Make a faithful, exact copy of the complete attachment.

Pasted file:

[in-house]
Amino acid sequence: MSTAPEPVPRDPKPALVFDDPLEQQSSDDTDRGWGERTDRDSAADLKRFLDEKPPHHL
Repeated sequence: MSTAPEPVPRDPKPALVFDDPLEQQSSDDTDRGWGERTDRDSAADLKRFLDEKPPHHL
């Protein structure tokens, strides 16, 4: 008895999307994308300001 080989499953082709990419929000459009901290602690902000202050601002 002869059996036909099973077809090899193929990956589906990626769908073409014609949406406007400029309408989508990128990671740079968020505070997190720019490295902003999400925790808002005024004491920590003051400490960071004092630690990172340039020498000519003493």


[in-house]
Amino acid sequence: MSTAPEPVPRDPKPALVFDDPLEQQSSDDTDRGWGERTDRDSAADLKRFLDEKPPHHL
Repeated sequence: MSTAPEPVPRDPKPALVFDDPLEQQSSDDTDRGWGERTDRDSAADLKRFLDEKPPHHL
């Protein structure tokens, strides 16, 4: 008895999307994308300001 080989499953082709990419929000459009901290602690902000202050601002 002869059996036909099973077809090899193929990956589906990626769908073409014609949406406007400029309408989508990128990671740079968020505070997190720019490295902003999400925790808002005024004491920590003051400490960071004092630690990172340039020498000519003493």